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EDIT: I think, from my discussion below with @joran , that @joran helped me figure out how dist is altering the distance value (it appears to be scaling the sum of the squares of the coordinates by the value [total dimensions]/[non-missing dimensions], but that is just a guess). What I'd like to know, if anyone does know, are: is that what is really going on? If so, why is that considered a reasonable thing to do? Can there, or should there be options to dist to compute it the way I proposed (that question might be to vague or of an opinionated nature to answer, though).

I was wondering how the dist function actually works on vectors that have missing values. Below is a recreated example. I use the dist function and a more fundamental implementation of what I believe should be the definition of Euclidian distance with sqrt, sum, and powers. I also expected that if a component of either vector was NA, that that dimension would just be thrown out of the sum, which is how I implemented it. But you can see that that definition doesn't agree with dist.

I will be using my basic implementation to handle the NA values, but I was wondering how dist is actually arriving at a value when vectors have NA, and why it doesn't agree with how I calculate it below. I would think that my basic implementation should be the default/common one, and I can't figure out what alternate method dist is using to get what it is getting.

Thanks, Matt

v1 <- c(1,1,1)
v2 <- c(1,2,3)
v3 <- c(1,NA,3)

# Agree on vectors with non-missing components
# --------------------------------------------
dist(rbind(v1, v2))
#          v1
# v2 2.236068

sqrt(sum((v1 - v2)^2, na.rm=TRUE))
# [1] 2.236068



# But they don't agree when there is a missing component
# Under what logic does sqrt(6) make sense as the answer for dist?
# --------------------------------------------
dist(rbind(v1, v3))
#         v1
# v3 2.44949

sqrt(sum((v1 - v3)^2, na.rm=TRUE))
# [1] 2
share|improve this question
    
Read the Details section of the documentation carefully. It's in there. –  joran Aug 8 '13 at 3:06
    
I did, here: stat.ethz.ch/R-manual/R-patched/library/stats/html/dist.html . This was the key that didn't make sense: "Missing values are allowed, and are excluded from all computations involving the rows within which they occur." I thought that meant it behaved as I thought. Saw also: "If some columns are excluded in calculating a Euclidean, Manhattan, Canberra or Minkowski distance, the sum is scaled up proportionally to the number of columns used." I don't know how the sum would be scaled up proportionally to get me sqrt(6) as the answer. –  mpettis Aug 8 '13 at 3:11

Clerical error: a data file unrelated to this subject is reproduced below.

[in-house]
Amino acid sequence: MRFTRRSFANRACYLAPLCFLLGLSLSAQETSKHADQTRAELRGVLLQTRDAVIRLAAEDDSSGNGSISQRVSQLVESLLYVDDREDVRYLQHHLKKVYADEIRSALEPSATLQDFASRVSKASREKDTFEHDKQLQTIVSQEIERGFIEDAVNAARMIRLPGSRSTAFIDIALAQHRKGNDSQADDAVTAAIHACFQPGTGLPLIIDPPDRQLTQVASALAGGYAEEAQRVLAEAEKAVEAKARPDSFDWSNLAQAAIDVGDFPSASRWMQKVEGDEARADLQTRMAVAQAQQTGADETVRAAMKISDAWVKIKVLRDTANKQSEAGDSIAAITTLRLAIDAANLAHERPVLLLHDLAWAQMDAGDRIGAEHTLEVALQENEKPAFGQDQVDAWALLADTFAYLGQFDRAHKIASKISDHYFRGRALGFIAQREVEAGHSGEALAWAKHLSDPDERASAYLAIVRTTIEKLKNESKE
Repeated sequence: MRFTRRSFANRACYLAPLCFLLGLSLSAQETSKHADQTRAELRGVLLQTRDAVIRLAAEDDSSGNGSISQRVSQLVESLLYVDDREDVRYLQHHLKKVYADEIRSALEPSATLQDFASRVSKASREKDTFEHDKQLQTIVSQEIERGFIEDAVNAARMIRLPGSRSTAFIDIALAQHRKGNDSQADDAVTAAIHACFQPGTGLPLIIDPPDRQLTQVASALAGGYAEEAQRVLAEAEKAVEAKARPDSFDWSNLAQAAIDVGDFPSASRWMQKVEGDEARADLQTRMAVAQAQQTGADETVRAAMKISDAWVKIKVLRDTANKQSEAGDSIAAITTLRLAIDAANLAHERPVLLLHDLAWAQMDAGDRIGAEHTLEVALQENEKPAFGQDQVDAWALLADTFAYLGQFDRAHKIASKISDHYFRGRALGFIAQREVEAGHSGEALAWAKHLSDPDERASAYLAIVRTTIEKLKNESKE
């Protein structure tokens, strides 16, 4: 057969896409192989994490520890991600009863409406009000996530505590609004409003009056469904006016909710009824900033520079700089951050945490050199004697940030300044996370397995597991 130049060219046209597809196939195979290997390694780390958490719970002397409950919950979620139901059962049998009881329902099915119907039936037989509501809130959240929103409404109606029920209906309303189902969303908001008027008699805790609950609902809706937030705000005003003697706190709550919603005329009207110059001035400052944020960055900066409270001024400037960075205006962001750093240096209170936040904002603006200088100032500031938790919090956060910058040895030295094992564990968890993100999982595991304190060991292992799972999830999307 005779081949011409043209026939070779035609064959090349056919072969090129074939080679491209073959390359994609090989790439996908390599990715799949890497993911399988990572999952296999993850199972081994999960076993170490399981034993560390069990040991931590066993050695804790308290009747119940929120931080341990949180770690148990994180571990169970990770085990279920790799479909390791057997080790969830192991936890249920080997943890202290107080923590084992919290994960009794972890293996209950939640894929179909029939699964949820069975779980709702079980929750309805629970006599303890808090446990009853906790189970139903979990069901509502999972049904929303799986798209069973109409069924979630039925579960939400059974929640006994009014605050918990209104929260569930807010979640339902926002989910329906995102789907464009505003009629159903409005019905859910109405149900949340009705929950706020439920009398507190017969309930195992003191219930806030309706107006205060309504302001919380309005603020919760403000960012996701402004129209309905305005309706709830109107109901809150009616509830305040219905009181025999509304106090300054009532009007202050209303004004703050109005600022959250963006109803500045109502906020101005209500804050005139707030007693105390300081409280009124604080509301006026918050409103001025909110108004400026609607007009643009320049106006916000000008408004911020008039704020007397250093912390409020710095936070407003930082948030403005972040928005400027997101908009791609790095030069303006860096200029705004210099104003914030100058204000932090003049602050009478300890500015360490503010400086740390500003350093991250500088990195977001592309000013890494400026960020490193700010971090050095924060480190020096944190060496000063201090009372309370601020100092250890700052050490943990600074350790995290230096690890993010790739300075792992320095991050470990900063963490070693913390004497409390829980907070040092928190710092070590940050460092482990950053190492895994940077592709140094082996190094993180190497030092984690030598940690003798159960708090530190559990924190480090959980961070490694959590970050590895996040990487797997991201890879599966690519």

Maybe the sum of the squared diffs are scaled up from 4 to 6. –  joran Aug 8 '13 at 3:17
    
Yeah, and the only thing I can map to is that the scaling factor is "total dimensions / non-missing dimensions" which is 3/2, which would scale up the argument of sqrt(4) up to sqrt(6). I'm not sure why that is a reasonable thing to do (using that as your scaling factor) rather than just removing the dimensions that have NA in them from the sum. –  mpettis Aug 8 '13 at 3:21

1 Answer 1

up vote 3 down vote accepted

Yes, the scaling happens exactly like you described. Maybe this is a better example:

set.seed(123)
v1 <- sample(c(1:3, NA), 100, TRUE)
v2 <- sample(c(1:3, NA), 100, TRUE)

dist(rbind(v1, v2))
#          v1
# v2 12.24745

na.idx <- is.na(v1) | is.na(v2) 
v1a  <- v1[!na.idx]
v2a  <- v2[!na.idx]

sqrt(sum((v1a - v2a)^2) * length(v1) / length(v1a))
# [1] 12.24745

The scaling makes sense to me. All things being equal, the distance increases as the number of dimensions increases. If somewhere you have a NA for dimension i, a reasonable guess for the contribution of dimension i to the squared sum is the mean contribution of all other dimensions. Hence the linear up-scaling.

While you are suggesting that when you find a NA for dimension i, that dimension should not contribute to the squared sum. It is like assuming that v1[i] == v2[i] which is totally different.

To summarize dist is doing some type of maximum-likelihood estimation, while your suggestion is more like a worst (or best) case scenario.

share|improve this answer
    
Thanks for the explanation about the missing dimension adding the average amount from the non-missing dimensions. That makes sense. –  mpettis Aug 8 '13 at 4:33
    
For the record, after thinking, both distance definitions will work for me. I am looking to take a test point and determine to which point in a set of points the test point is closest to. In that scheme, either way of computing distance is acceptable, as what I just need to do is find the pair with the smallest distance. Both computations will lead me to pick the same pair. –  mpettis Aug 8 '13 at 14:20

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